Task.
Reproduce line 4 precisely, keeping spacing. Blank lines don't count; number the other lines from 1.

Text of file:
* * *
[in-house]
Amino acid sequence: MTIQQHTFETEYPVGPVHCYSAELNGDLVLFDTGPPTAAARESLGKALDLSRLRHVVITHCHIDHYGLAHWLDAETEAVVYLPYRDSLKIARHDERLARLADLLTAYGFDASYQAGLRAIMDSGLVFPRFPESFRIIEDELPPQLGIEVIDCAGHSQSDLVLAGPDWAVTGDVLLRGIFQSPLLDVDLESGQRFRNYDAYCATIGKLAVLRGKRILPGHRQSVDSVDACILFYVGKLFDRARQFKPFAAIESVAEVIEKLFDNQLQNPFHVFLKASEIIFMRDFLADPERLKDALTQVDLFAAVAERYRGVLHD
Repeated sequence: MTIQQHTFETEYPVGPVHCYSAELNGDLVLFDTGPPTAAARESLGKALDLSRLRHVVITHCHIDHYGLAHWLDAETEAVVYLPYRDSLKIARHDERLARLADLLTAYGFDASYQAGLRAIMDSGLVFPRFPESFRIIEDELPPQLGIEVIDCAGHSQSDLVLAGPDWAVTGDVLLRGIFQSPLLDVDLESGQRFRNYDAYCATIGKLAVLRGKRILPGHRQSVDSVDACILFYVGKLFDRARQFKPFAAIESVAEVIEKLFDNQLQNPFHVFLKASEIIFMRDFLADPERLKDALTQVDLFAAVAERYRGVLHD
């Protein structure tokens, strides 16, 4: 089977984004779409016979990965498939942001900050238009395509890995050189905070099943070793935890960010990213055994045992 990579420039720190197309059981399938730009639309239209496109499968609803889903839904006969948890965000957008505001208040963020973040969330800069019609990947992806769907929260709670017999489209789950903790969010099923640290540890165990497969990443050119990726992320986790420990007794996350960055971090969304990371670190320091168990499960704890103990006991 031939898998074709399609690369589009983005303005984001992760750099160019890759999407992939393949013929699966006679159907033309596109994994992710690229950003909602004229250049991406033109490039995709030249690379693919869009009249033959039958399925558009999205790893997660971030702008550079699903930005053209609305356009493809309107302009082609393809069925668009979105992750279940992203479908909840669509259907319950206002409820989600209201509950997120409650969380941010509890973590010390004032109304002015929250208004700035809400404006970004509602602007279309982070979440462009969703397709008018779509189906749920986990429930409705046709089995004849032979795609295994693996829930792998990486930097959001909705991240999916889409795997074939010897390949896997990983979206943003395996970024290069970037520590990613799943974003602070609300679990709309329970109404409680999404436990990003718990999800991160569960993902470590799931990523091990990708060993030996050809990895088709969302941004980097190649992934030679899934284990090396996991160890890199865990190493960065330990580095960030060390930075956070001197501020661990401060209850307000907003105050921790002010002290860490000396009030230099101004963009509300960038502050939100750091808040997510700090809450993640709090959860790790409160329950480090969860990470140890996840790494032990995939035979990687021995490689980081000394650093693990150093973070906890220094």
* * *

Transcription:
């Protein structure tokens, strides 16, 4: 089977984004779409016979990965498939942001900050238009395509890995050189905070099943070793935890960010990213055994045992 990579420039720190197309059981399938730009639309239209496109499968609803889903839904006969948890965000957008505001208040963020973040969330800069019609990947992806769907929260709670017999489209789950903790969010099923640290540890165990497969990443050119990726992320986790420990007794996350960055971090969304990371670190320091168990499960704890103990006991 031939898998074709399609690369589009983005303005984001992760750099160019890759999407992939393949013929699966006679159907033309596109994994992710690229950003909602004229250049991406033109490039995709030249690379693919869009009249033959039958399925558009999205790893997660971030702008550079699903930005053209609305356009493809309107302009082609393809069925668009979105992750279940992203479908909840669509259907319950206002409820989600209201509950997120409650969380941010509890973590010390004032109304002015929250208004700035809400404006970004509602602007279309982070979440462009969703397709008018779509189906749920986990429930409705046709089995004849032979795609295994693996829930792998990486930097959001909705991240999916889409795997074939010897390949896997990983979206943003395996970024290069970037520590990613799943974003602070609300679990709309329970109404409680999404436990990003718990999800991160569960993902470590799931990523091990990708060993030996050809990895088709969302941004980097190649992934030679899934284990090396996991160890890199865990190493960065330990580095960030060390930075956070001197501020661990401060209850307000907003105050921790002010002290860490000396009030230099101004963009509300960038502050939100750091808040997510700090809450993640709090959860790790409160329950480090969860990470140890996840790494032990995939035979990687021995490689980081000394650093693990150093973070906890220094």